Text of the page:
Tank Requirements: Requires pristine water conditions; very low nitrates.
Behavior: Usually attaches themselves to a rock or substrate; most will tightly close both halves when threatened.
Tank Temperature: 75-82°F
pH: pH 8.0-8.4
Compatibility: Community, Reef, and Invert Safe
Feeding: Filter-feeder; regular feedings of phytoplankton and zooplankton.
Oysters & Scallops
Natural Habitat: Indo-Pacific, Atlantic Tank Temperature: 75-82°F pH: pH 8.0-8.4 Specific Gravity: 1.022-1.026 Tank Requirements: Requires pristine water conditions; very low nitrates. Feeding: Filter-feeder; regular feedings of phytoplankton and zooplankton. Behavior: Usually attaches themselves to a rock or substrate; most will tightly close both halves when threatened. Compatibility: Community, Reef, and Invert Safe. Should NOT be kept with fish or invertebrates that will pick at their sensitive mantle.
Oysters and scallops are beautiful, peaceful, and great additions to a tank. However, they do require some special care. These molluscs are bivalves with two shells, although some clams may fuse their bottom shell into a rock or hard surface so only the top shell moves to open and close. The shells can be smooth and symmetrical, meeting to close into a tight seams, or the shells may be drastically different in shape so as to prevent the animal from closing completely.
Oysters and scallops are generally filter feeders, meaning that they filter phytoplankton and zooplankton from the water column for feeding. They need moderate to high water flow to bring food to them and carry wastes away. They also need a near-constant food source to prevent them from starving to death. Calcium and trace mineral levels must be maintained in the aquarium to encourage healthy shell growth. They are sensitive to water quality and must be kept in pristine conditions.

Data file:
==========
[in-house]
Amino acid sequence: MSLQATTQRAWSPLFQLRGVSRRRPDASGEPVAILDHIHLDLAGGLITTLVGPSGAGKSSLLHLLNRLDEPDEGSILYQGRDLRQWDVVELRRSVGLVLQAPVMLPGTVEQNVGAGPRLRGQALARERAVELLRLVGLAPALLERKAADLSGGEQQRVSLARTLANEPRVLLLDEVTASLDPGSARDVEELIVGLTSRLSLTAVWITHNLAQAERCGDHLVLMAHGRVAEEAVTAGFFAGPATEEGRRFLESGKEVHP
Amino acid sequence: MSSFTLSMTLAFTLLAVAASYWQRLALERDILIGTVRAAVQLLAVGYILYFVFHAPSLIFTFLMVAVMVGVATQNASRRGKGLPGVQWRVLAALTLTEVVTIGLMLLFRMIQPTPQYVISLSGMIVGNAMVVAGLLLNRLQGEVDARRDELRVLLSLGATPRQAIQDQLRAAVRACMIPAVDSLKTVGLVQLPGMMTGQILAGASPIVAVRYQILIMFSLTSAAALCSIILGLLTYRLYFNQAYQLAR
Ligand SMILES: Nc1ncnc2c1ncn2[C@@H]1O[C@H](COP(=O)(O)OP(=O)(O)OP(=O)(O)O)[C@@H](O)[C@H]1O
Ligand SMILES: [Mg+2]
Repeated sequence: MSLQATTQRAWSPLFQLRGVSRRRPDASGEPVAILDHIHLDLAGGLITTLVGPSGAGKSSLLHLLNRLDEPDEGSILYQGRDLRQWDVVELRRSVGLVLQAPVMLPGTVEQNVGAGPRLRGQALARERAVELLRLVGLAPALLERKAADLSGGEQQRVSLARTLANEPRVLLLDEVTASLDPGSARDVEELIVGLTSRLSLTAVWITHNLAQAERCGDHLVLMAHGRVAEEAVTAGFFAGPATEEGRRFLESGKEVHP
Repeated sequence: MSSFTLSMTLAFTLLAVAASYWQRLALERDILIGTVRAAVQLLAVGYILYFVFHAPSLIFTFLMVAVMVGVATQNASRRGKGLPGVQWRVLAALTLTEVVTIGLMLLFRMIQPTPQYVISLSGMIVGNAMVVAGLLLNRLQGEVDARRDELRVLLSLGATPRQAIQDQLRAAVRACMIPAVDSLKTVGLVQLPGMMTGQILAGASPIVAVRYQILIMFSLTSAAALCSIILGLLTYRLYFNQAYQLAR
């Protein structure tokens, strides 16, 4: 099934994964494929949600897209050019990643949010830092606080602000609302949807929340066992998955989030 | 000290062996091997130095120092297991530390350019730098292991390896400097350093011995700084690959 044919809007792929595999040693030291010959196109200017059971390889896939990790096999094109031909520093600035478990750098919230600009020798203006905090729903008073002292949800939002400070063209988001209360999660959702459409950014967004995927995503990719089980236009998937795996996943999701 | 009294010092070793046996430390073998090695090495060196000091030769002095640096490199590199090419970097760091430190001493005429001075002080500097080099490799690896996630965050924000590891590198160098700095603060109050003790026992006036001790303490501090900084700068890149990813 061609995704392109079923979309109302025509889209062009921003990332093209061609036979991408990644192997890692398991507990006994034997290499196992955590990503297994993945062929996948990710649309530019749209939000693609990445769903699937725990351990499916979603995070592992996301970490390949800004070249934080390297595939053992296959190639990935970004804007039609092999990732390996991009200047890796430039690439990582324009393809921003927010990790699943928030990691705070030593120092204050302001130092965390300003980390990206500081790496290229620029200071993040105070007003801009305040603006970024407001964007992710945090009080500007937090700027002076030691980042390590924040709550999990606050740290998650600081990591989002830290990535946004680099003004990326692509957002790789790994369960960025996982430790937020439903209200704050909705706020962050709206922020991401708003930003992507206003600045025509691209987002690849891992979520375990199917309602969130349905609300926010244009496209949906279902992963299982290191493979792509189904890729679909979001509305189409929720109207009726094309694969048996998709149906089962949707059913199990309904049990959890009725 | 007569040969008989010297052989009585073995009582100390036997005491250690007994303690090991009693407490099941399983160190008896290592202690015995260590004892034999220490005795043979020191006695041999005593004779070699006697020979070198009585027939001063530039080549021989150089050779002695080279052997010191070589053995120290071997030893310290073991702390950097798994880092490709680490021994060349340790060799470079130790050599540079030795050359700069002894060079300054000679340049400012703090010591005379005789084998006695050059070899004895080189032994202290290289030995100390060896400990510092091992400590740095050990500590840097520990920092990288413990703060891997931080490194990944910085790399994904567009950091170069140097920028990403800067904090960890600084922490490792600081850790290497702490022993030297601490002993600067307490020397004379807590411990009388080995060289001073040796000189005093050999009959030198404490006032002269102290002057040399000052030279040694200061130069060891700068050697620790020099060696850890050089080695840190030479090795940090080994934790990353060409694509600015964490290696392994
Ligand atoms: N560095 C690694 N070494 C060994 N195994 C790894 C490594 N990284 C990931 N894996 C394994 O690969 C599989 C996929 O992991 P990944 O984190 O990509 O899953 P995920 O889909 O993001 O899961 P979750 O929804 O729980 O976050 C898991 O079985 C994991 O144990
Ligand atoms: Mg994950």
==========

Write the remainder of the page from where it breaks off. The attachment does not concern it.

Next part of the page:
Oysters should be placed carefully in the aquarium. Their action of opening and closing can sometimes cause them to topple from unsteady positions on rockwork. Some species should be placed on rockwork while others may prefer a place on the substrate; research the preferences of individual species carefully. Scallops can "fly" about the tank by rapidly opening and closing their shells and jetting water to propel themselves. They will settle at a place in the tank that they prefer and may move occasionally.
We always suggest that you do further research before adding a new pet to your tank. What we have provided for you are guidelines and suggestions. If you have any further questions or concerns, please contact our fish room at 717-299-5691 ext. 1213 or firstname.lastname@example.org.